Put on some Pizzazz: Annual shopping event benefits Garden Club of Allegheny County projects
Lark Champion will be a new vendor at the annual Pizzazz shopping event at the Fox Chapel Golf Club.
But it won't be her first time there.
Champion, owner of Larkin Lane Designs, based in Georgia, purchased a few things previously at the three-day boutique-style shopping experience when she lived in the area.
“I was a guest at Pizzazz, and I just loved it,” Champion says. “I found so many wonderful items there. I remember the quality of the vendors — Hermes scarves, J. McLaughlin clothing and amazing jewelry and other gift items.”
She hopes shoppers this year will feel that way when they see her collection of blouses, scarves, purses, bow ties, pillows and jackets. She collaborates with artisans from Guatemala and Mexico and incorporates textiles from those parts of the word in her designs. Silk Ikat scarves start at $95 and blouses at $235 ( larkinlanedesigns.com ).
Champion will be one of the 29 vendors at the 22nd annual Pizzazz: Shop. Mingle. Give Back., running Oct. 18 to 20 at Fox Chapel Golf Club, Fox Chapel. The event is hosted by the Garden Club of Allegheny County, which was founded in 1914 by a group of civic-minded women who were passionate about the benefits of public and private gardening. It is the organization's largest fundraiser of the year.
Pizzazz has raised more than $1 million from its inception, with proceeds used to support conservation, environmental, preservation and horticultural projects throughout Allegheny County.
There will be a unique assortment of merchandise not otherwise available in Pittsburgh. Organizers invite vendors from across the country and work diligently to offer a wide range of merchandise, bringing in new choices each year as well as welcoming past participants who have consistently become sought after by shoppers, says Carol Dugan of Sewickley, who is co-chair of the event with Lilla Swan from Shady-side. She says they work to keep the event fresh because people have other shopping options. Pizzazz isn't only a place to buy nice things. It's an opportunity to help, Dugan says.
“We are doing great things with the money,” Dugan says. “All the proceeds go back to the community. That motivates me each year when I see all that the Garden Club of Allegheny County does.”
The vendors see the real reason to be a part of this event, too.
“It's important to be involved with events such as Pizzazz and the Garden Club of Allegheny County,” says Jennifer Powers, owner of Merrichase, a collection of jewelry and handbags ( merrichase.com ), based in New York. “It's an honor to be able to give back, to support, preserve and promote our gardens. In addition, I enjoy spreading the sparkle, meeting my clients in person, seeing them walk away excited, and with a smile on their face.”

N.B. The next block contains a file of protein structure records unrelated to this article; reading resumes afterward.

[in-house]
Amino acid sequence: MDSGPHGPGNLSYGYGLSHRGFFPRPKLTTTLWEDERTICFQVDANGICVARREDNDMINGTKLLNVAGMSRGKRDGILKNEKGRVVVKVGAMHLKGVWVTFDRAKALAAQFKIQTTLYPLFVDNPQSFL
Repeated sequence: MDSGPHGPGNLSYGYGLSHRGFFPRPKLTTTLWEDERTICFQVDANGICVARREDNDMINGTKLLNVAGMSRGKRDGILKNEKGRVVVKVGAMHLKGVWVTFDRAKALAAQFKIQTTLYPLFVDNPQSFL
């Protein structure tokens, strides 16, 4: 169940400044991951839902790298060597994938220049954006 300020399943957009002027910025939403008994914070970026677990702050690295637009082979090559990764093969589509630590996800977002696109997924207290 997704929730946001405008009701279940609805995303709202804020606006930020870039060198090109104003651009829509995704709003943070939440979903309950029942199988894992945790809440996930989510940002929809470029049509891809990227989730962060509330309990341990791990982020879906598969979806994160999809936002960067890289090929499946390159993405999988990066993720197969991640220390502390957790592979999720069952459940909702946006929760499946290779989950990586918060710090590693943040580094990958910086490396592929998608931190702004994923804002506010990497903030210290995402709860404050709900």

Powers heard about Pizzazz through friends in Southampton, N.Y., who are members of the Southampton Garden Club and thought her line would be a perfect fit.
Her prices range from $100 to $1,000. The tassel necklaces are the signature piece of the collection, because they were her first design. Each season new pieces are incorporated into the collection, such as a disc necklace, that can be worn as a pendant or short, with handblown glass inserts, as well as teardrop earrings in jewel-toned crystals.
“They are perfect for holiday fizz and sparkle,” Powers says. “Wearing Merrichase guarantees you will be the center of attention. Merrichase creates a ‘kid in a candy store' sensation. The jewelry is exciting and affordable and an experience of pure merriment.”
Another first-time vendor is Susan Wise, co-owner of Second Season Mittens with husband Scott Wise and son Jeffrey based in State College ( secondseasonwear.com ). They attend about 35 shows a year.
They take recycled sweaters made of 85 to 100 percent wool, shrink them, and fashion them into mittens lined with fleece. They will also custom-make a pair from a sweater you own that has a nostalgic meaning called Memory Mittens. They've sold all over the world.
The mittens come in heavy duty and medium weight in sizes small, medium, large and extra length and are all one-of-a-kind. You can put them in the washer because they have already been shrunk.
“People say they are the warmest mittens,” Wise says. “These are very serious mittens. The snow is coming and you will need good gloves. I really like the creativity part of making the mittens and seeing the reaction of people who come to see our collection. We are excited to see what kind of reaction we get at Pizzazz.”
JoAnne Klimovich Harrop is a Tribune-Review and Valley News Dispatch staff writer. Reach her at 724-853-5062 or firstname.lastname@example.org or via Twitter @Jharrop_Trib.